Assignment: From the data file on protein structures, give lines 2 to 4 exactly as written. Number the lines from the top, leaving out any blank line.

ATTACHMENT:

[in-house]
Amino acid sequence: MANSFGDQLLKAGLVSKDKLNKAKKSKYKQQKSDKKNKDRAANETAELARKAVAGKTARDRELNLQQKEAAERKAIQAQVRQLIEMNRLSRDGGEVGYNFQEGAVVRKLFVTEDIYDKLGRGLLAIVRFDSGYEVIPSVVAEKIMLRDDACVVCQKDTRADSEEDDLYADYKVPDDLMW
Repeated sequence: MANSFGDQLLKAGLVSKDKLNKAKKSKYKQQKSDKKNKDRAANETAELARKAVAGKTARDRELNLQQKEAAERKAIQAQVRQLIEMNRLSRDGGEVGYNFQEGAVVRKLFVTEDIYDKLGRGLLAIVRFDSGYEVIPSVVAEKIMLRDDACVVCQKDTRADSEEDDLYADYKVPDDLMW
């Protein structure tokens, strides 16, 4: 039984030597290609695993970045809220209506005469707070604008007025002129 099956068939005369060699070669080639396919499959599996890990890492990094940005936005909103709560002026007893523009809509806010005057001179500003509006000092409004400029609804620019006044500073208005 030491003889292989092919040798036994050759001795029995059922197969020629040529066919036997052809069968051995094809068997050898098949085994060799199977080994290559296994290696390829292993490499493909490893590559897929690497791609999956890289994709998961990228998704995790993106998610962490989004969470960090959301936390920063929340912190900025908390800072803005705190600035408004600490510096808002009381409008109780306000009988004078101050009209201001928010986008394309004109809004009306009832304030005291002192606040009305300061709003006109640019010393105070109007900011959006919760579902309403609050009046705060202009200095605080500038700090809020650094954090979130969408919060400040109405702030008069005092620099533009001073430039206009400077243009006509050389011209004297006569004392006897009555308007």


Amino acid sequence: MANSFGDQLLKAGLVSKDKLNKAKKSKYKQQKSDKKNKDRAANETAELARKAVAGKTARDRELNLQQKEAAERKAIQAQVRQLIEMNRLSRDGGEVGYNFQEGAVVRKLFVTEDIYDKLGRGLLAIVRFDSGYEVIPSVVAEKIMLRDDACVVCQKDTRADSEEDDLYADYKVPDDLMW
Repeated sequence: MANSFGDQLLKAGLVSKDKLNKAKKSKYKQQKSDKKNKDRAANETAELARKAVAGKTARDRELNLQQKEAAERKAIQAQVRQLIEMNRLSRDGGEVGYNFQEGAVVRKLFVTEDIYDKLGRGLLAIVRFDSGYEVIPSVVAEKIMLRDDACVVCQKDTRADSEEDDLYADYKVPDDLMW
């Protein structure tokens, strides 16, 4: 039984030597290609695993970045809220209506005469707070604008007025002129 099956068939005369060699070669080639396919499959599996890990890492990094940005936005909103709560002026007893523009809509806010005057001179500003509006000092409004400029609804620019006044500073208005 030491003889292989092919040798036994050759001795029995059922197969020629040529066919036997052809069968051995094809068997050898098949085994060799199977080994290559296994290696390829292993490499493909490893590559897929690497791609999956890289994709998961990228998704995790993106998610962490989004969470960090959301936390920063929340912190900025908390800072803005705190600035408004600490510096808002009381409008109780306000009988004078101050009209201001928010986008394309004109809004009306009832304030005291002192606040009305300061709003006109640019010393105070109007900011959006919760579902309403609050009046705060202009200095605080500038700090809020650094954090979130969408919060400040109405702030008069005092620099533009001073430039206009400077243009006509050389011209004297006569004392006897009555308007």